Dear Highlander: Grade Worries

Dear Highlander,

Grades haven’t even come out yet, but I just know I bombed my midterms. With this online learning format, I just haven’t been able to get into a good study routine and I know I’m not getting the most out of my classes when I’m distracted, still in bed or making myself breakfast. It seems like everyone else has it together. I don’t think I can afford dropping my courses this semester, so what can I do to improve my studying habits for the end of the semester? 

Dear Reader,  

Firstly, I have to promise you absolutely nobody has it together. As stressful as getting a good studying routine has always been, everyone has had to undergo massive changes with the shift to online learning. It has certainly been very hard for me to stay focused — or even awake — when not under a professor’s watchful eye. While nothing is completely normal, I hope I can help you with several changes in mindset and studying routines to at least make the most of this remaining online semester.  

Take advantage of the advantages of online learning. I wish recording lectures was as standard previously as it is now. Rewatching sections of recorded lectures has been incredibly useful for reinforcing topics I didn’t understand the first time around in class, and much easier than parsing through the textbook or scouring the internet for an obscure use of a formula. Beyond this, I found watching past lectures at faster speeds while reviewing my notes has been a strong yet efficient method of reinforcement.  

With online classes, more and more servers, resource-sharing and even study groups have taken to the internet too. Seek these out since the advantages in having even one online study partner to keep each other accountable is invaluable. I’ve found being able to check over homework problems or study together has been incredibly rewarding, even moreso when I have to take a day off from class and know I have a study group that would be willing to share the notes with me. You shouldn’t let yourself field these classes totally alone, even if quarantine makes it feel that way. 

Take the time that would have been committed to getting ready for school in person for yourself. Whether you’ve saved on a thirty-minute commute, crossed fingers and choice swear words looking for parking in the parking deck or you’re one to dash out from your bed five minutes before in-person class started, I think we’ve all gained a little extra time before or between classes. Take this time to situate yourself, to get yourself comfortable, and to prepare for the situational changes that might have distracted you during class before — like making breakfast.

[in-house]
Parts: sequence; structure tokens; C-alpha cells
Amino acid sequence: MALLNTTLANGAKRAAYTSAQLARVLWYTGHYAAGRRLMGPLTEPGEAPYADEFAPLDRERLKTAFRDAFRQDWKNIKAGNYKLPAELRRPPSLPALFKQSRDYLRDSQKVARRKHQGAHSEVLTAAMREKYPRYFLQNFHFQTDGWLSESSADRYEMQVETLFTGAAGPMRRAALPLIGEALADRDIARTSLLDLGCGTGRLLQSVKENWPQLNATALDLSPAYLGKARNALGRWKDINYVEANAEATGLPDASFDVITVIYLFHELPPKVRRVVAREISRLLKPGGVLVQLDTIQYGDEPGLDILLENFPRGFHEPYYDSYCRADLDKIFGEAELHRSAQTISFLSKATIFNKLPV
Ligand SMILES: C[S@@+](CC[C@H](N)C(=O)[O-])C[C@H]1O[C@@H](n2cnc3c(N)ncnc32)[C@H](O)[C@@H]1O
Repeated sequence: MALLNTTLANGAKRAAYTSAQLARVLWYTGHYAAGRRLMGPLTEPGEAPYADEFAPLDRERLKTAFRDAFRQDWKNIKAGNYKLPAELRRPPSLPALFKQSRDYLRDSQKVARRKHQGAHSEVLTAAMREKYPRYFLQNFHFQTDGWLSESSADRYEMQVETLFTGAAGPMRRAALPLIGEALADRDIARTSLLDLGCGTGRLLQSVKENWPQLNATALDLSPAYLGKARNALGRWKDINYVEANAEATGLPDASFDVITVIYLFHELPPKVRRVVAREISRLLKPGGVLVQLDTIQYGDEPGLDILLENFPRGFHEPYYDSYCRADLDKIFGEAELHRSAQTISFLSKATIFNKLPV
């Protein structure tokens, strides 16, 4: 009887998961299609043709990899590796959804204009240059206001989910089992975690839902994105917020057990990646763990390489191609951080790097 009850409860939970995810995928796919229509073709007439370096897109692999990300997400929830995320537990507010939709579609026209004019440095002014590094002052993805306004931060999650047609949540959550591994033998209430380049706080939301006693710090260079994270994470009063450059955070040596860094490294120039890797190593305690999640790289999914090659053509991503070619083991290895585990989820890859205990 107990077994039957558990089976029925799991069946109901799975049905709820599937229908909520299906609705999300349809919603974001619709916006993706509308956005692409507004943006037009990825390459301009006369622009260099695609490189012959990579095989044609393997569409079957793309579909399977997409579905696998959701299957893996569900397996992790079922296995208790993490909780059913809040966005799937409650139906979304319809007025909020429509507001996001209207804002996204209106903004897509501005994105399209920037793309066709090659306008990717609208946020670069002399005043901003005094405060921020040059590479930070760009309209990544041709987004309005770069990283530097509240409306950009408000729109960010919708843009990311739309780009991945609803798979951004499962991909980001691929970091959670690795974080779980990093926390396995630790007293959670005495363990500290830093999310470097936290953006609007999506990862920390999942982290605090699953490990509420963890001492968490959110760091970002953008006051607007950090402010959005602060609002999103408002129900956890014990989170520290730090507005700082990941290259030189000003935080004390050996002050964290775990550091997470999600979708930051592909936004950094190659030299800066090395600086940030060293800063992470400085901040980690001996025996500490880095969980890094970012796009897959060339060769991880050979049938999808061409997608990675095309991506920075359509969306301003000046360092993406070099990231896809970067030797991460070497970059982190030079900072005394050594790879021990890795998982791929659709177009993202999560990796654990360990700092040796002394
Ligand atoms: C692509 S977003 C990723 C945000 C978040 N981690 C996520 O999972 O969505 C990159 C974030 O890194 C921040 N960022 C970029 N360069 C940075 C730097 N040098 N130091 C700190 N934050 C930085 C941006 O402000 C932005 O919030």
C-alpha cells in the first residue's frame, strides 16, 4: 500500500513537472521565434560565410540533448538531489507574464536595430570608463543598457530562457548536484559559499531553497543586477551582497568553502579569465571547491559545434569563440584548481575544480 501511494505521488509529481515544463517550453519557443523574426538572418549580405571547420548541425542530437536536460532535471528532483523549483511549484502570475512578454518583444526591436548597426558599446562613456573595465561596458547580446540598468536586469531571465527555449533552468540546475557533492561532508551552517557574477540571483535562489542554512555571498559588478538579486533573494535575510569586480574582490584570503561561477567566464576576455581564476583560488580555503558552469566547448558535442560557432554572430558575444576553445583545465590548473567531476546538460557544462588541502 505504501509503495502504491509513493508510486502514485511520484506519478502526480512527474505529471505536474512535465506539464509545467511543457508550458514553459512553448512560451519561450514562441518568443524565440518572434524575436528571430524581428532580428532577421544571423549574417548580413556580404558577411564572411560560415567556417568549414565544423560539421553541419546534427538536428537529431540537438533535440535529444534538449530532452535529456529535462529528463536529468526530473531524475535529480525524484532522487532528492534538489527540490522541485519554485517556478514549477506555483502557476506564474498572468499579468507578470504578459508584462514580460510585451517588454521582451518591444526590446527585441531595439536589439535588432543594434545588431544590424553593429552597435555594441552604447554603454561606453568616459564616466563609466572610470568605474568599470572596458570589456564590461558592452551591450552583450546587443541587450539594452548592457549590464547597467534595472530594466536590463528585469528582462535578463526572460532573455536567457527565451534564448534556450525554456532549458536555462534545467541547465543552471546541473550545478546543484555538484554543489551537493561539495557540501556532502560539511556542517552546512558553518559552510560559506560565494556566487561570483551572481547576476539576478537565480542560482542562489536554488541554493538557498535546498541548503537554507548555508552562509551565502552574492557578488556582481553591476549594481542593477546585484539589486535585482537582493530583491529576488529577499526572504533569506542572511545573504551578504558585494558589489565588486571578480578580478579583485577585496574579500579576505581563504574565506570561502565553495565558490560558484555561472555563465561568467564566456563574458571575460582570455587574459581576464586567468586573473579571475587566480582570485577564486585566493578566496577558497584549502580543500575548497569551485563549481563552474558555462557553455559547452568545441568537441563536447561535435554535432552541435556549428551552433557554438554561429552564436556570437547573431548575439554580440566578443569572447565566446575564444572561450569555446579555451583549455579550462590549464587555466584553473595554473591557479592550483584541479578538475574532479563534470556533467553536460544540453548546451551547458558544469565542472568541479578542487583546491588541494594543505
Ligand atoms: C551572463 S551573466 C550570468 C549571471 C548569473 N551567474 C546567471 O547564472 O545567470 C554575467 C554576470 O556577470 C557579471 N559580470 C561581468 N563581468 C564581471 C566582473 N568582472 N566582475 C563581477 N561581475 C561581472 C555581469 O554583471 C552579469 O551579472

Even then, especially when the class material is boring, it’s easy to lose focus during online lectures. My attention easily wanders, and I really don’t think it’s as easy as it sounds to have the willpower to turn off your phone and lock it away — unless it does work for you!. I say be honest with yourself about what is distracting you and make that promise to shut out those sources of distraction, and you may find that you don’t have to limit yourself so much. I promised to myself not to answer emails or go on social media during class, but I’ve allowed myself to listen to music or tap through a mindless game on my phone that wouldn’t distract my attention but help me keep myself engaged during classes.  

That being said, I can’t stress paying attention during class enough, even with recorded lectures. First impressions count, especially when learning. Take notes just as you would have during in-person classes. Take advantage of being in a nearly anonymous sea of gray Webex boxes to ask even the “dumbest” questions in the chatbox because it saves you the time in trying to understand it by yourself on test day. Guilty fun, like playing video games during class, is never real fun, so try your hardest to convince yourself to go the next 20 minutes of class paying full attention, and then reward yourself afterwards.  

Most importantly, be ready to forgive yourself. “These are unprecedented times,” as everyone has been saying for a year, but they’re right, and that won’t change until long after we get through this pandemic. Break up the monotony of taking classes at home by splitting up studying time and time for fun, whether that’s saving fun hobbies for after completing schoolwork or spending time outside, safely of course. Hard work and little celebrations should go hand in hand, and it’s important we try not to lose that despite all the changes we are facing. 

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Vector Staff

This article was written by a previous member of the Vector Staff, a member of the Vector who does not have staff privileges, or by multiple authors. Author credentials are given at the bottom of the article.

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